But that was it.  I got back to my parents’ house (they were watching Anna) and started to cry.  And I couldn’t stop.  And it was such a silly little thing.  Frustrating, to be sure, but just a little thing.

And then the diaper service called.  In the middle of my 2pm nap.  To insist that we hadn’t returned all of the diapers and covers.  Which we did.  (If I’d recognized the number, I wouldn’t have answered.)  I put my dad on the case.  (They’re also saying he returned four that we’d missed returning with the last pick-up.  Which is also wrong.  He returned one, not four.  Either they can’t count or they have us confused with another client.)  But it was still one of those little things.

It was just one of those days.  

My mom stayed last night.  (She’s feeding Anna as I write.)  My dad came for dinner.  And because my mom had Knitters’ Guild, he stayed while I took a shower and did my bookkeeping.  And then he stayed a bit longer, just to make sure I was okay.  And I was.

It was just one of those days. 

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Alphabet Soup

March 16, 2015

Whether you call it hyperemesis gravidarum (HG), nausea and vomiting in pregnancy (NVP), or morning sickness (MS), adding a diagnosis of gestational diabetes (GD) is the worst.  Especially if one also has post-traumatic stress disorder (PTSD).  What was particularly furstrating for me was the lack of information on HG/NVP/MS and GD.  Here’s what I found to be useful.

Thing One:  Nausea affects your blood sugar.  The days I felt sick were the days I had borderline highs.  Just remember that a borderline high is okay.  It may not be great, but it’s not terrible.  Give yourself a break.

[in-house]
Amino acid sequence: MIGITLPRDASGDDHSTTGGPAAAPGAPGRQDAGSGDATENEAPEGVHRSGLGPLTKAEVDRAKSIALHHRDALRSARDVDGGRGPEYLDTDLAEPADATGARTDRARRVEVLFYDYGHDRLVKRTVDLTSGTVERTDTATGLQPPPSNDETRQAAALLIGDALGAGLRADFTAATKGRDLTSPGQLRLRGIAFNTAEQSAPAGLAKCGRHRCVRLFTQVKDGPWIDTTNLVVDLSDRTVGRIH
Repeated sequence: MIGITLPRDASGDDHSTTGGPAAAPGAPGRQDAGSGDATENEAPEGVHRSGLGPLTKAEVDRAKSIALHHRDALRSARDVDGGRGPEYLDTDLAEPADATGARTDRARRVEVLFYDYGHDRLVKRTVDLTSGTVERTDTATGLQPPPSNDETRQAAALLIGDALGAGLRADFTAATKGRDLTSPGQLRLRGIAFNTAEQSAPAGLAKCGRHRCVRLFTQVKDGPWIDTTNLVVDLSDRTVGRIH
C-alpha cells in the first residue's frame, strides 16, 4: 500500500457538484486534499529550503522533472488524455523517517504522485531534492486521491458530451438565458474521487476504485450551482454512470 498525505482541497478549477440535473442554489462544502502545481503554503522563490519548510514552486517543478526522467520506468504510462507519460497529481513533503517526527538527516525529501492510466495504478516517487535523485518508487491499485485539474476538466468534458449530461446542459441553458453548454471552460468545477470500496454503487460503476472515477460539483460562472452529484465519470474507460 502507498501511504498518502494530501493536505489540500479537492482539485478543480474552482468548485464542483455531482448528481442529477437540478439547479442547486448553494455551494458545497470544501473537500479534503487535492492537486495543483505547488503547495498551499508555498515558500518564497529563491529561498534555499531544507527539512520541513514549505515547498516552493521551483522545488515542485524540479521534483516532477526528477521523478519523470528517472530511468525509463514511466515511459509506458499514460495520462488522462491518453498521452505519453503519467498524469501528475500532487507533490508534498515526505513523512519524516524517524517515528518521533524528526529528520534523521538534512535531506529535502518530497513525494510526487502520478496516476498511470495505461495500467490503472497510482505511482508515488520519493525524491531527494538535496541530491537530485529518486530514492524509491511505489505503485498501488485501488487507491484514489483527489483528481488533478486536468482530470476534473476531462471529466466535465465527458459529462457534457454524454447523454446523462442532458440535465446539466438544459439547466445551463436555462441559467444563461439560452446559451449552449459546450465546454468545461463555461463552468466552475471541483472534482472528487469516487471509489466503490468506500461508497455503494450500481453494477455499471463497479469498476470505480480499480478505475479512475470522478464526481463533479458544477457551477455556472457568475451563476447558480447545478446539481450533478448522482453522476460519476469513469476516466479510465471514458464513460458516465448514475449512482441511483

Thing Two:  The biggest effect of my PTSD is that I didn’t (okay, don’t) sleep well.  There was a correlation between how poorly I slept and my fasting blood sugar being high.  (Again, borderline.  I figured as long as it stayed under 100 on those days that I was fine.  See the last sentence of Thing One.)  If I woke up at 2 and never fell back asleep, my fasting sugar was almost always 95-100.  If I did fall back asleep and woke up closer to 4:30 (when I’d take my anti-nausea meds and my fasting sugar), it was below 95.

Thing Three:  Be your own advocate.  If you only have borderline highs, and you’re still nauseated, and your doctor wants to start you on meds (as opposed to controlling your GD by diet alone), insist that your nausea be treated first.  Chances are good that getting your nausea under control will allow you to control your GD by diet alone.  You kind of have to be able to eat first.  Crazy, I know.

Thing Four:  If you haven’t tried B6 injections yet, do.  They may not work for everyone, but they definitely worked for me.  The pain is worth it.  (And be prepared for it to hurt.  It feels like a wasp sting.  And sometimes the sensation lingers.  Consider yourself warned.)

Thing Five:  Figure out what foods you can both stomach and that won’t raise your blood sugar.  Then plan to eat the same thing.  Every.  Day.  Yes, it gets old, but you only have to do it until you have the baby.  Fruit was my enemy.  But I could do pasta and rice.  I ate rice porridge for breakfast every morning and homemade macaroni and cheese for dinner just about every night.  (Mac & cheese is both carb and calorie-dense.  That meant I could have a small serving when I felt sick in the evenings.)  My bedtime snack was a packet of reduced sugar Maple & Brown Sugar oatmeal.  Yes, there was many an evening that I choked it down.  Snacks were frequently a rice cake or graham cracker with goat cheese or cheese and crackers.  (The fact that I couldn’t stomach raw veg made things a bit more awkward.)